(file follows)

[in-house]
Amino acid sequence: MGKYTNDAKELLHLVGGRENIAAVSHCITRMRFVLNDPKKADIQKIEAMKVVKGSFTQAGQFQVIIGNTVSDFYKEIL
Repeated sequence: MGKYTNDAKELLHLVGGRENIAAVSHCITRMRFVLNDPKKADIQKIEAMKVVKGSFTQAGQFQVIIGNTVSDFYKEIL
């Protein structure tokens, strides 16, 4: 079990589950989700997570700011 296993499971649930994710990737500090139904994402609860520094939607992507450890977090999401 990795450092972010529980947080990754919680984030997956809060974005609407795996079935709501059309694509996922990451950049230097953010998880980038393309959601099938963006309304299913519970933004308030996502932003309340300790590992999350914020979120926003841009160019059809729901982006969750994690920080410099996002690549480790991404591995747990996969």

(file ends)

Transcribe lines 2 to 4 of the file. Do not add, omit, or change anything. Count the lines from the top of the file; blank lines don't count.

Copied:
Amino acid sequence: MGKYTNDAKELLHLVGGRENIAAVSHCITRMRFVLNDPKKADIQKIEAMKVVKGSFTQAGQFQVIIGNTVSDFYKEIL
Repeated sequence: MGKYTNDAKELLHLVGGRENIAAVSHCITRMRFVLNDPKKADIQKIEAMKVVKGSFTQAGQFQVIIGNTVSDFYKEIL
């Protein structure tokens, strides 16, 4: 079990589950989700997570700011 296993499971649930994710990737500090139904994402609860520094939607992507450890977090999401 990795450092972010529980947080990754919680984030997956809060974005609407795996079935709501059309694509996922990451950049230097953010998880980038393309959601099938963006309304299913519970933004308030996502932003309340300790590992999350914020979120926003841009160019059809729901982006969750994690920080410099996002690549480790991404591995747990996969």